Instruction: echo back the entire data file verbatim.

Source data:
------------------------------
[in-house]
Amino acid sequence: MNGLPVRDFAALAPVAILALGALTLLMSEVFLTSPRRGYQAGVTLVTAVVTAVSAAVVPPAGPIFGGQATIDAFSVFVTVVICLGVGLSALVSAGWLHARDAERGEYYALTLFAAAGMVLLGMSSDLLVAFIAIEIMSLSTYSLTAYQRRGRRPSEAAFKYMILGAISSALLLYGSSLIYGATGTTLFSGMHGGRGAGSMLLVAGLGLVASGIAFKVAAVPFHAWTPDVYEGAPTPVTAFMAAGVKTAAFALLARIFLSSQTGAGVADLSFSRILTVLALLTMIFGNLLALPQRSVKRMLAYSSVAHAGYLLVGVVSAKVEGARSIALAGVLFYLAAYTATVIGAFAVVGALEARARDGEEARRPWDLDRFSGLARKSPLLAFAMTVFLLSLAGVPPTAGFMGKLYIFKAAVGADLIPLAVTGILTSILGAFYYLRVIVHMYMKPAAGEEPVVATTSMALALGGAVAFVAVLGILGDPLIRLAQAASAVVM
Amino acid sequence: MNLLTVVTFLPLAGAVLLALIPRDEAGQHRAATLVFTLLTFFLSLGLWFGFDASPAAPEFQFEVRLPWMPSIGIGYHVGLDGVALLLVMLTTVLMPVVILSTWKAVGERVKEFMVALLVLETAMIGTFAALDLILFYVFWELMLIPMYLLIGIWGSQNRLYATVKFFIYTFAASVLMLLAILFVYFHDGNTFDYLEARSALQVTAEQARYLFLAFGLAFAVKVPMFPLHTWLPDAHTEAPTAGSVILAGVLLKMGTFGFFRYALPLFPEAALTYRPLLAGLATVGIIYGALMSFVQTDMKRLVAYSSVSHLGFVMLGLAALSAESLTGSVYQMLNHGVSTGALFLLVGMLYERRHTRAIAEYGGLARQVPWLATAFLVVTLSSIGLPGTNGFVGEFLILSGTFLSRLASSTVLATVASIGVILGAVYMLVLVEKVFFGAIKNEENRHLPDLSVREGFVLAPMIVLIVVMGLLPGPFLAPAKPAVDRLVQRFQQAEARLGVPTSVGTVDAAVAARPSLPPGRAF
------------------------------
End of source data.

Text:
[in-house]
Amino acid sequence: MNGLPVRDFAALAPVAILALGALTLLMSEVFLTSPRRGYQAGVTLVTAVVTAVSAAVVPPAGPIFGGQATIDAFSVFVTVVICLGVGLSALVSAGWLHARDAERGEYYALTLFAAAGMVLLGMSSDLLVAFIAIEIMSLSTYSLTAYQRRGRRPSEAAFKYMILGAISSALLLYGSSLIYGATGTTLFSGMHGGRGAGSMLLVAGLGLVASGIAFKVAAVPFHAWTPDVYEGAPTPVTAFMAAGVKTAAFALLARIFLSSQTGAGVADLSFSRILTVLALLTMIFGNLLALPQRSVKRMLAYSSVAHAGYLLVGVVSAKVEGARSIALAGVLFYLAAYTATVIGAFAVVGALEARARDGEEARRPWDLDRFSGLARKSPLLAFAMTVFLLSLAGVPPTAGFMGKLYIFKAAVGADLIPLAVTGILTSILGAFYYLRVIVHMYMKPAAGEEPVVATTSMALALGGAVAFVAVLGILGDPLIRLAQAASAVVM
Amino acid sequence: MNLLTVVTFLPLAGAVLLALIPRDEAGQHRAATLVFTLLTFFLSLGLWFGFDASPAAPEFQFEVRLPWMPSIGIGYHVGLDGVALLLVMLTTVLMPVVILSTWKAVGERVKEFMVALLVLETAMIGTFAALDLILFYVFWELMLIPMYLLIGIWGSQNRLYATVKFFIYTFAASVLMLLAILFVYFHDGNTFDYLEARSALQVTAEQARYLFLAFGLAFAVKVPMFPLHTWLPDAHTEAPTAGSVILAGVLLKMGTFGFFRYALPLFPEAALTYRPLLAGLATVGIIYGALMSFVQTDMKRLVAYSSVSHLGFVMLGLAALSAESLTGSVYQMLNHGVSTGALFLLVGMLYERRHTRAIAEYGGLARQVPWLATAFLVVTLSSIGLPGTNGFVGEFLILSGTFLSRLASSTVLATVASIGVILGAVYMLVLVEKVFFGAIKNEENRHLPDLSVREGFVLAPMIVLIVVMGLLPGPFLAPAKPAVDRLVQRFQQAEARLGVPTSVGTVDAAVAARPSLPPGRAF